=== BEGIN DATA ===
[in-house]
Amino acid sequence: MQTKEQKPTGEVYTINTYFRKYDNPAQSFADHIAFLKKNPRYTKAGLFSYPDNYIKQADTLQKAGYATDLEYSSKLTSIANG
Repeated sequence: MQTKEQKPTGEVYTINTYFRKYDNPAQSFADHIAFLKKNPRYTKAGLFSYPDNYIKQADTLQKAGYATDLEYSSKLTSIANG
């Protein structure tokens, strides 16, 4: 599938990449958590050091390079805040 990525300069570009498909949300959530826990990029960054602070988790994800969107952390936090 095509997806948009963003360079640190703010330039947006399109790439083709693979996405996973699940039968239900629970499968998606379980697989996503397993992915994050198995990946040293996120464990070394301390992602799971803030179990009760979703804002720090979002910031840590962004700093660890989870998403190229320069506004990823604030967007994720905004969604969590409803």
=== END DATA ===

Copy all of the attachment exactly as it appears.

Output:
[in-house]
Amino acid sequence: MQTKEQKPTGEVYTINTYFRKYDNPAQSFADHIAFLKKNPRYTKAGLFSYPDNYIKQADTLQKAGYATDLEYSSKLTSIANG
Repeated sequence: MQTKEQKPTGEVYTINTYFRKYDNPAQSFADHIAFLKKNPRYTKAGLFSYPDNYIKQADTLQKAGYATDLEYSSKLTSIANG
């Protein structure tokens, strides 16, 4: 599938990449958590050091390079805040 990525300069570009498909949300959530826990990029960054602070988790994800969107952390936090 095509997806948009963003360079640190703010330039947006399109790439083709693979996405996973699940039968239900629970499968998606379980697989996503397993992915994050198995990946040293996120464990070394301390992602799971803030179990009760979703804002720090979002910031840590962004700093660890989870998403190229320069506004990823604030967007994720905004969604969590409803």